The question is, what kind of law is the Sabbath Commandment? Is it a moral law, a civil law, or ceremonial? Various Christian communities have different beliefs regarding the Sabbath. Some, such as the Seventh-Day Adventist, actually observe Saturday as the Sabbath and worship on that day. Others apply the Old Testament restrictions against work on the Sabbath to Sunday. This question was a big source of controversy between Anglicans and Puritans in England. The Puritans regarded the Sabbath as a moral law. They banned all work on the Lord’s day, but also recreations and diversions like games or sports. 
However, in the Anglican tradition, of which the Episcopal Church is a part, the Old Testament Sabbath laws have usually been understood to be part of the ceremonial law that no longer applies to Christians.  

Jesus clearly regarded the Sabbath as part of the ceremonial laws. He compared it with the rituals and sacrifices of the temple and with circumcision. Jesus had very strict standards regarding the moral laws, more so than the Pharisees, yet when it came to the ceremonial laws he was much more lenient. Strikingly, Jesus is not recorded as giving any prohibitions regarding the Sabbath. Quite the opposite, he continually broke those restrictions. 

It wasn’t as if Jesus merely abolished the ceremonial laws. Jesus said, "Do not think that I have come to abolish the Law or the Prophets; I have not come to abolish them but to fulfill them.” These laws were established by God for a reason. The laws of the Old Covenant were meant to point forward and prepare the way towards their completion in the New Covenant.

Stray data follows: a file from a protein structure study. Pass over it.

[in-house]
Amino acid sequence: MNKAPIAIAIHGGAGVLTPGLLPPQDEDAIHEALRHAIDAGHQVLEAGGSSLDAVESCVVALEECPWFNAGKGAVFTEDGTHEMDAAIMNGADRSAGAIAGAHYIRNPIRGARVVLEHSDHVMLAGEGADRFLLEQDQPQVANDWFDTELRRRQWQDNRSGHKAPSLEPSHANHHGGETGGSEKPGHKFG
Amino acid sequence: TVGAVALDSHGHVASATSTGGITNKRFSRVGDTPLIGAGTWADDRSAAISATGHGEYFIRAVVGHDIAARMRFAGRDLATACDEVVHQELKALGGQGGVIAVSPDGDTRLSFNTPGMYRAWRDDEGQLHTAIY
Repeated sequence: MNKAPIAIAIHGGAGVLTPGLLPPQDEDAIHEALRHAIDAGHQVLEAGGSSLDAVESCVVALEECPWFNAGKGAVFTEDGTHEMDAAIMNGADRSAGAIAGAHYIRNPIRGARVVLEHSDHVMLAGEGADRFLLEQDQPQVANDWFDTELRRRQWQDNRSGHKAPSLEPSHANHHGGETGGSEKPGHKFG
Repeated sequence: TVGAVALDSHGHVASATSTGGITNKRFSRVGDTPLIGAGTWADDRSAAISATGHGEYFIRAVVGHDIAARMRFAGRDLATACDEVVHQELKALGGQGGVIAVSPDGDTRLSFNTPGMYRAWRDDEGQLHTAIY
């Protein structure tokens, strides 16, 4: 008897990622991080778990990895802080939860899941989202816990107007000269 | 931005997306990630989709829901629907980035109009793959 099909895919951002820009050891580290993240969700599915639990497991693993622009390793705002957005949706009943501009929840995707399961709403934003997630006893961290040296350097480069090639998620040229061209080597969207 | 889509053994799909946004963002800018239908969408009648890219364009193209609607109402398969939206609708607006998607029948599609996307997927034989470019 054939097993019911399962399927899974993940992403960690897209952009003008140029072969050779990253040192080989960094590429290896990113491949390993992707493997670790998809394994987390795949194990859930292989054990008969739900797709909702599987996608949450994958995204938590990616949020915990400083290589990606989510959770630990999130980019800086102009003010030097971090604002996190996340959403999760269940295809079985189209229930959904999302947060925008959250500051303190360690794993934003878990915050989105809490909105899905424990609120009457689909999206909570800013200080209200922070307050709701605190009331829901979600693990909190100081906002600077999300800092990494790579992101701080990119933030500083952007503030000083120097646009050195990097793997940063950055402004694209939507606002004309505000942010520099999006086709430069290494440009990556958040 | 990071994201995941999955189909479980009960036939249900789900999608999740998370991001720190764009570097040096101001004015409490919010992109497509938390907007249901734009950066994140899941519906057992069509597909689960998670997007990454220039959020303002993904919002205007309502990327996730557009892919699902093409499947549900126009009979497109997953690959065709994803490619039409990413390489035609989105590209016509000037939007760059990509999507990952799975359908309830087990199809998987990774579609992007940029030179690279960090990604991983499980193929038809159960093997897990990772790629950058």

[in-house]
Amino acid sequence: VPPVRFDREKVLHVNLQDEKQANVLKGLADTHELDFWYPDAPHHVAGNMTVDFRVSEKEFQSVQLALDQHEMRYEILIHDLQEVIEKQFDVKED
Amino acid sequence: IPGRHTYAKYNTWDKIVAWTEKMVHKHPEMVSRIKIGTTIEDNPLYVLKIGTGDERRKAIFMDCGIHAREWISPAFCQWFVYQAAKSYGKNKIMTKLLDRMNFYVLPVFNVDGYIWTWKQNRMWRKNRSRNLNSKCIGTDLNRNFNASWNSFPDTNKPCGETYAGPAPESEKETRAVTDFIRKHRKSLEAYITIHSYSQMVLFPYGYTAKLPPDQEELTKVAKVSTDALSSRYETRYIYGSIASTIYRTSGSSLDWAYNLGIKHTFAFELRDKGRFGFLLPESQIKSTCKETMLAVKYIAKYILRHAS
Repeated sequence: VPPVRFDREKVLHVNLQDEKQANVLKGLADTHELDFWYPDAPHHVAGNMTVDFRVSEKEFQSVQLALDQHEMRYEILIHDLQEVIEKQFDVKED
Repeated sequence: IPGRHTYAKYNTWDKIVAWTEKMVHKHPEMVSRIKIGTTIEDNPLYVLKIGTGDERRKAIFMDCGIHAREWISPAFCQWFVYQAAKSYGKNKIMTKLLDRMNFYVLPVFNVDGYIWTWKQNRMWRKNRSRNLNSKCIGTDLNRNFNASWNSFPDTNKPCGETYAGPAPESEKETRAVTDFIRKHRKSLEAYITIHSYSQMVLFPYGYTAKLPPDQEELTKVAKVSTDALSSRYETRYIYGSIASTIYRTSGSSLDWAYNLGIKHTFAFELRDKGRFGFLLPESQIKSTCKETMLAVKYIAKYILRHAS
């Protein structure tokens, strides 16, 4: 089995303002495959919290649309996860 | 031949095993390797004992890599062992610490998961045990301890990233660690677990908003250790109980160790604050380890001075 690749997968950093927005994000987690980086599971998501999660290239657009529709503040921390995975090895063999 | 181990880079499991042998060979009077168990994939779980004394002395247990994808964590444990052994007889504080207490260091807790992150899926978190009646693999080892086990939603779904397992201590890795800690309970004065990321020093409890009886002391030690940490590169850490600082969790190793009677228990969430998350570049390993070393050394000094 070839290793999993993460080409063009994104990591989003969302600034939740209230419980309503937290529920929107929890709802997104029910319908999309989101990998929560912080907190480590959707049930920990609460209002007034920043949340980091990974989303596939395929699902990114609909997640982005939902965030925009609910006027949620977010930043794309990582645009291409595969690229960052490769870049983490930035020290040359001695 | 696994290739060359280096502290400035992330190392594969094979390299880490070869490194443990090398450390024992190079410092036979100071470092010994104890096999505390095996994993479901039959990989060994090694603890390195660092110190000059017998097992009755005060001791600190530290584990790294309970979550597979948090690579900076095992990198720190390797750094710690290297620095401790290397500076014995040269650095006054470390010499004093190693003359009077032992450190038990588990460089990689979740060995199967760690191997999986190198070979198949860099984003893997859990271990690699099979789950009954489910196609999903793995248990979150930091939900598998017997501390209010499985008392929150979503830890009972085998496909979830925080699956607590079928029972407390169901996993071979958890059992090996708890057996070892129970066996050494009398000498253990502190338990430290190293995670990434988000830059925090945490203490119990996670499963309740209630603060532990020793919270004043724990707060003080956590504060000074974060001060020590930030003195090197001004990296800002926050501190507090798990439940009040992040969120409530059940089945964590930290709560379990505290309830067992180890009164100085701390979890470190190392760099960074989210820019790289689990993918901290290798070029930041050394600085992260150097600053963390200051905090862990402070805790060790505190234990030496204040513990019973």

How is this illustrated in our Gospel lesson this morning? Jesus intentionally performs an act of healing and deliverance on the Sabbath in order to make a point. He was demonstrating the true meaning and purpose behind the Sabbath laws. Remember how we said that the Sabbath was meant to remind God’s people that time, business, productivity, and profit were not their masters? It was a day to be still and know that God was the Lord. The Sabbath is about freedom and not bondage, yet in their misplaced zeal the Pharisees had made it a heavy yoke, a burden that deprived God’s people of joy and liberty rather than restoring it. 

Jesus wants us to know the New Covenant of the Spirit—in which we will discover the true meaning of Sabbath—not the dead letter of the law which makes us less free rather than more free. 

Jesus said, “You hypocrites! Does not each of you on the Sabbath untie his ox or his donkey from the manger, and lead it away to give it water? And ought not this woman, a daughter of Abraham whom Satan bound for eighteen long years, be set free from this bondage on the Sabbath day?” The Sabbath day of all days is the day in which it is most appropriate to liberate those who are oppressed and in bondage. 

There is something more that needs to be said. In the Christian tradition Holy Saturday, the day between Good Friday and Easter, is called the Great Sabbath. It is the day when Jesus rested in the tomb. It is the day when all creation holds its breath in anticipation of the new creation of the glorious resurrection. It is also the day when Jesus descended to the realm of the dead to set at liberty those who were captives there. The Great Sabbath is a day of rescue, where God’s people are restored, and set free for new life.